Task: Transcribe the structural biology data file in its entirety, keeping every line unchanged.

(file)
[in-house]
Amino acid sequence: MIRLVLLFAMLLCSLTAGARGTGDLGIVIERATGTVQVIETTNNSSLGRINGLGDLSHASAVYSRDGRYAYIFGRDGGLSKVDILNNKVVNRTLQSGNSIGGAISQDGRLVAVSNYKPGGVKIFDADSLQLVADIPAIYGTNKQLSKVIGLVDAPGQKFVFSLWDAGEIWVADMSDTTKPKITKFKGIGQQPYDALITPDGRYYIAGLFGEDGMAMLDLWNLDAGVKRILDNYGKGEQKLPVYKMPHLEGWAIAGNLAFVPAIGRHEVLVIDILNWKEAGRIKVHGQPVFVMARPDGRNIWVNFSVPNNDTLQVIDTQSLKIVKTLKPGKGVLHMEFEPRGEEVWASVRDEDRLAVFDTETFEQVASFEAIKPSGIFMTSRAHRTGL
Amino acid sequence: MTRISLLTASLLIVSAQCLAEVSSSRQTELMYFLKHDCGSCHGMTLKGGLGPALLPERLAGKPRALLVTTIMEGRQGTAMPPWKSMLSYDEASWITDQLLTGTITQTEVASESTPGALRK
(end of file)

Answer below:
[in-house]
Amino acid sequence: MIRLVLLFAMLLCSLTAGARGTGDLGIVIERATGTVQVIETTNNSSLGRINGLGDLSHASAVYSRDGRYAYIFGRDGGLSKVDILNNKVVNRTLQSGNSIGGAISQDGRLVAVSNYKPGGVKIFDADSLQLVADIPAIYGTNKQLSKVIGLVDAPGQKFVFSLWDAGEIWVADMSDTTKPKITKFKGIGQQPYDALITPDGRYYIAGLFGEDGMAMLDLWNLDAGVKRILDNYGKGEQKLPVYKMPHLEGWAIAGNLAFVPAIGRHEVLVIDILNWKEAGRIKVHGQPVFVMARPDGRNIWVNFSVPNNDTLQVIDTQSLKIVKTLKPGKGVLHMEFEPRGEEVWASVRDEDRLAVFDTETFEQVASFEAIKPSGIFMTSRAHRTGL
Amino acid sequence: MTRISLLTASLLIVSAQCLAEVSSSRQTELMYFLKHDCGSCHGMTLKGGLGPALLPERLAGKPRALLVTTIMEGRQGTAMPPWKSMLSYDEASWITDQLLTGTITQTEVASESTPGALRK